Post Series on Genesis 16:1-16:
- The Fall of Abram and Sarai (Genesis 16:1-3)
- The Wilderness Wanderings of Hagar (Genesis 16:4-7)
- The Egyptian Woman at the Well (Genesis 16:7-16)
One of Satan’s deadliest techniques is not to tempt us to pursue the wrong goal, but to pursue the right goal in the wrong way. This is the stratagem that Satan employs in Genesis 16:
1Now Sarai, Abram’s wife, had borne him no children. She had a female Egyptian servant whose name was Hagar. 2And Sarai said to Abram, “Behold now, the LORD has prevented me from bearing children. Go in to my servant; it may be that I shall obtain children by her.” And Abram listened to the voice of Sarai. 3So, after Abram had lived ten years in the land of Canaan, Sarai, Abram’s wife, took Hagar the Egyptian, her servant, and gave her to Abram her husband as a wife. (Genesis 16:1-3)
When God had called Abram out of Egypt, he promised him that he would bless him–and specifically, that he would make Abram into a great nation (Gen. 12:2). After ten long years of living and waiting in the land of Canaan (Gen. 16:3), however, Abram has still not become a great nation. But what’s more, Abram and Sarai are completely childless.
The Temptation of the Right Goal
Without understanding God’s promise that he would give Abram a biological son (Gen. 15:4), Sarai’s suggestion is absurd. What wife would prompt her husband to take to himself another woman? Sarai longs for the fulfillment of God’s promise to Abram, but she reasons that to do so, she would need to step out of the way and let a younger, fertile woman take her conjugal place.
Satan rarely suggests that we do the wrong thing outright, because he knows that to do so is a difficult sell. A much simpler temptation, however, is to suggest that an illegitimate means is the only way that we will gain something good.
God does want you to be wise; Satan, though, tempted Adam and Eve to eat of the Tree of the Knowledge of Good and Evil, and to this day he tempts us to exchange the wisdom of God in Christ for the wisdom of this world. God does want you to be happy; Satan tells you not to find your happiness in Jesus, but in illicit pleasures or selfish greed. God does want you to find peace; Satan, then, exploits that God-given (and God-fulfilled) desire for peace by encouraging you to find your own peace, looking to gain “just a bit” more for yourself, despite the consequences to others around you.
The only hope we have, then, is that Jesus resisted exactly this kind of temptation from Satan, even when we fall into it. When Satan tempted Jesus to create bread (satisfying his natural, bodily hunger), to jump off of the temple (satisfying his need for God’s protection), and to worship him (gaining the kingdoms of the world that were rightfully his), Jesus refused every time. Notice, Satan never tempted Jesus to do something wholly illegitimate–instead, Satan tempted Jesus to embrace legitimate goals in illegitimate ways.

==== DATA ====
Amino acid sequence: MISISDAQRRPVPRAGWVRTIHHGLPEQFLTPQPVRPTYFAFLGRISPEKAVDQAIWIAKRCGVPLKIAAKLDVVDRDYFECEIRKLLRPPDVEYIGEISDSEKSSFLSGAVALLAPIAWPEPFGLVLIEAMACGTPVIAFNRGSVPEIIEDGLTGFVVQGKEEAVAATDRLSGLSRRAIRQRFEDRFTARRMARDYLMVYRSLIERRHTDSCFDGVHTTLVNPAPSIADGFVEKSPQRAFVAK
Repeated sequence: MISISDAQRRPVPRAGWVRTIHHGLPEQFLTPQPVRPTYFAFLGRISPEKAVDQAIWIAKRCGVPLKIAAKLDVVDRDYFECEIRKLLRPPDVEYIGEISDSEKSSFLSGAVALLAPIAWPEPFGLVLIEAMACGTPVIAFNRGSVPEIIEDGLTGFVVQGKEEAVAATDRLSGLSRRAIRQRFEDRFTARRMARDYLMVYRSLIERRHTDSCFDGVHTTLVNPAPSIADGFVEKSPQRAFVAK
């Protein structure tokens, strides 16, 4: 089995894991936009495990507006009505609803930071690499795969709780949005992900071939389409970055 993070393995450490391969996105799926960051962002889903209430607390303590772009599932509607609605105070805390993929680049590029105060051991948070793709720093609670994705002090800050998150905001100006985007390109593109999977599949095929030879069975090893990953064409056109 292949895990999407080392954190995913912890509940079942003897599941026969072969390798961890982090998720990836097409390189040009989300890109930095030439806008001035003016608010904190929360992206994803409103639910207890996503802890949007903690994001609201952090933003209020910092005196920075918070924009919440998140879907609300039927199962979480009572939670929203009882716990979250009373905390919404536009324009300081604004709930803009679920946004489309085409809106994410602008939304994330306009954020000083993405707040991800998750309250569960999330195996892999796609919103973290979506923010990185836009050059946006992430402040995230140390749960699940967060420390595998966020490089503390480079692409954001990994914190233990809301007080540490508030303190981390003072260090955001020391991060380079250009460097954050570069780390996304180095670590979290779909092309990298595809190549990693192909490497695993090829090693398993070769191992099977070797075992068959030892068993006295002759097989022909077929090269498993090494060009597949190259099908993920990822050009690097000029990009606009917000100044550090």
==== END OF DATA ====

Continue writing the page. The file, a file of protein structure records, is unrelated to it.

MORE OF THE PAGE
In the end, Jesus received all authority in heaven and on earth, but he did so by the means that his Father appointed for him: the cross. Rather than the quick shortcuts to glory that Satan offered, Jesus trusted and obeyed his Father all the way to the point of death on the cross.
And because Jesus pursued the right goals with the right means, he has become the guarantor of a better covenant, enacted on better promises that he has already fulfilled completely.
The Fall of Abram and Sarai
So, like Adam and Eve before, Abram and Sarai fell into temptation. And in fact, Moses goes to great literary trouble to link this story in Genesis 16 with the story of the Fall of Adam and Eve in Genesis 3. Consider the following verbal connections:
“And Sarai said to”
“The woman said to”
“Abram listened to the voice of Sarai”
“you have listened to the voice of your wife”
“and [she] gave her to Abram her husband”
“she also gave some to her husband”
(John H. Sailhamer, The Pentateuch as Narrative, 153)
Abram and Sarai distrusted God’s faithfulness to carry out his promise, and so they fell into sin. And just like Adam and Eve, their sin carried severe and long-lasting consequences.
May God keep us from the temptation to take shortcuts to claim God’s promises. Instead, God calls us to faithfulness as we pursue not merely the right goals, but also the right means to those goals.